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As employers make plans to bring their employees back to the workplace in the fall, questions over liability and responsibility are leading some to require workers to sign waivers or acknowledgments concerning COVID-19. However, experts question whether these documents may be necessary, advisable or even enforceable.
Companies are “absolutely” concerned about the liability issue of workers coming down with COVID-19 after returning to the workplace, said Matt Zender, Las Vegas-based senior vice president of workers compensation strategy at AmTrust Financial Services Inc.
“I think the reason people are concerned about it is it’s not always 100% clear whether or not you have taken all the steps you might need to (to protect workers from COVID-19),” he said. “We see businesses feeling more comfortable having employees sign a waiver that indicates that they’ve done everything they possibly can imagine. But I’m not entirely convinced that the waivers will actually have any legal standing.”
The pandemic has raised significant questions over liability, with bills proposed at the federal level attempting to limit liability of employers for workers who become sick during the pandemic, and some states passing legislation to make it easier for employees who purportedly contract COVID-19 at work to receive workers compensation.
Many companies are asking their legal counsel about waivers, but “you can’t waive certain rights that an employee might have,” such as workers compensation or the ability to file a complaint with the U.S. Occupational Safety and Health Administration, said Michael Weber, shareholder in the New York office of Littler Mendelson P.C.
“If the employer is doing nothing to ensure safety, it’s going to be liable — it could even be gross negligence outside of workers comp,” said David Sherwyn, Itasca, New York-based law professor at the Cornell University School of Hotel Administration. “Do you really need to say, ‘You can’t sue me,’ or do you really just need to let people know that this is dangerous and we’re going to do everything we can to keep you safe?”
Rather than a waiver, Mr. Sherwyn suggests having workers sign an acknowledgment — a form of social contract acknowledging that “both sides have obligations and we’re going to ask you to comply.”
For instance, the acknowledgment can explain that the employer is going to follow U.S. Centers for Disease Control and Prevention guidelines and take all necessary precautions to prevent the spread of COVID-19 at work, but also ask employees to comply with mandates on wearing masks, social distancing and not coming to work if they have symptoms or believe they were exposed to somebody with COVID-19, he said.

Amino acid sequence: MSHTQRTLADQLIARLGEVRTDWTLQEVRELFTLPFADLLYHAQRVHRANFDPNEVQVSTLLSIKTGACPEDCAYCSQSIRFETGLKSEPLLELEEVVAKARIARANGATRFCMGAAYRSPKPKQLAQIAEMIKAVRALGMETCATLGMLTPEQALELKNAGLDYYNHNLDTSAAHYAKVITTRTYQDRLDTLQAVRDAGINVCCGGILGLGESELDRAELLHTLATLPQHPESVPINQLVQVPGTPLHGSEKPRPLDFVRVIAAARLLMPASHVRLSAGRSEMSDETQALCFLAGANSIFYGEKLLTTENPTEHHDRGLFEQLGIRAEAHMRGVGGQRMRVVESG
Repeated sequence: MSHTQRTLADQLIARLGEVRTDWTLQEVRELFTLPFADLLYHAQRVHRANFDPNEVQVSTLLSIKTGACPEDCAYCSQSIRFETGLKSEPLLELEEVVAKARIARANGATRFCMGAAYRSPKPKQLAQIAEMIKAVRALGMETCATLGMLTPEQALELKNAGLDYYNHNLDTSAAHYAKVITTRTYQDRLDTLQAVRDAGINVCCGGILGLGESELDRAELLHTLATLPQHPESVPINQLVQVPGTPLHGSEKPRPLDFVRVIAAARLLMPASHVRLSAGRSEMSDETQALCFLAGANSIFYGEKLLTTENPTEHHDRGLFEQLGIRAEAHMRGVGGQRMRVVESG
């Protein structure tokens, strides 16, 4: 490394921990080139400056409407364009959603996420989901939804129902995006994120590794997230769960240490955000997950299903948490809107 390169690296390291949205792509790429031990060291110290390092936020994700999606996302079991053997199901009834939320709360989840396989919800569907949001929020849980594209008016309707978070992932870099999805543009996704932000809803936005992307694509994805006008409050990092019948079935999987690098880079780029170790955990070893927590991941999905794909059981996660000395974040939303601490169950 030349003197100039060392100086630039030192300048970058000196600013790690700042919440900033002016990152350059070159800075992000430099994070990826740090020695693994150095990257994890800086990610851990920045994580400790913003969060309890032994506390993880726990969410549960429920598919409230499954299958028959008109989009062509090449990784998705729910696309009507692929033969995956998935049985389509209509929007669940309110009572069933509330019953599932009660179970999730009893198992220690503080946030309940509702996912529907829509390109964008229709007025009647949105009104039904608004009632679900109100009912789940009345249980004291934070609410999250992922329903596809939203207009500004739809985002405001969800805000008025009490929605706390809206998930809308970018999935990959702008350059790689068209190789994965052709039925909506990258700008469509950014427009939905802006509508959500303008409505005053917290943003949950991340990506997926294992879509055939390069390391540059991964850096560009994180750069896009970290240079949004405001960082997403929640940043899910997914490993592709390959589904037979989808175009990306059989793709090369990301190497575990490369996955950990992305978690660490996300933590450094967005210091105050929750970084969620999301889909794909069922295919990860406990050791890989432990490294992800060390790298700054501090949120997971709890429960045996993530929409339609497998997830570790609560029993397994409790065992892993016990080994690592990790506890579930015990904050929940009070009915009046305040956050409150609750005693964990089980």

“If done properly, (these acknowledgments) can help shape the narrative about the employees’ view of how you’re protecting them,” Mr. Zender said. “Employers who try to think about this as a way to protect themselves from being sued are missing the point. It’s a way to protect employees from being exposed to the extent that they can possibly control.”
However, there is a strong incentive for employers to want to limit their liability. At Littler, Mr. Weber said the firm is monitoring about 400 COVID-19-related lawsuits in a wide range of industries that have been brought in the last 60 days by employees alleging everything from discrimination and negligence for insufficient workplace protections to being constructively discharged for refusing to return to the workplace.
“Not to minimize concerns, but we’re on the phone every day with our clients giving appropriate guidance, and we’re comfortable with that advice,” he said. “The challenge is when (workers) simply refuse to come back to work.”
While employees who refuse to sign a waiver of their company’s liability may have grounds to challenge their employer, those who refuse to sign an acknowledgment of new office protocols based on federal and state guidance to protect others and themselves from COVID-19 may be justifiably eliminated from the job site, said Susan Bickley, chair of the Houston office of Blank Rome LLP.
“If it’s an acknowledgment of, ‘Here are the protocols we have in place, please sign with respect to the fact that you’ve seen the information and agree to comply,’ and you have someone who is affirmatively stating that they will not agree to them — I think that’s grounds for not allowing them into your workplace,” she said.
These acknowledgments are also helpful when workers want to return to the office or resume business travel but are not being required to as part of their job, said Susan Gross Sholinsky, New York-based member of Epstein Becker Green P.C.
“The purpose of that really is to show that the employer … is taking as many precautions as they can to ensure that employees are following the protocols if they come into the office,” she said. “It also certainly avoids the argument that somebody was unnecessarily made to come into the office.”
In a survey of 150 business executives in July by Blank Rome, about 8% said they will mandate that employees sign waivers before returning to the workplace.
“I think most employers, as the survey suggests, have concluded that it frankly just sends the wrong message to their employees,” Ms. Bickley said. “I think it introduces an adversarial component into the employment relationship. Particularly at this time, you have to question whether it’s a wise idea.”
More insurance and workers compensation news on the coronavirus crisis here.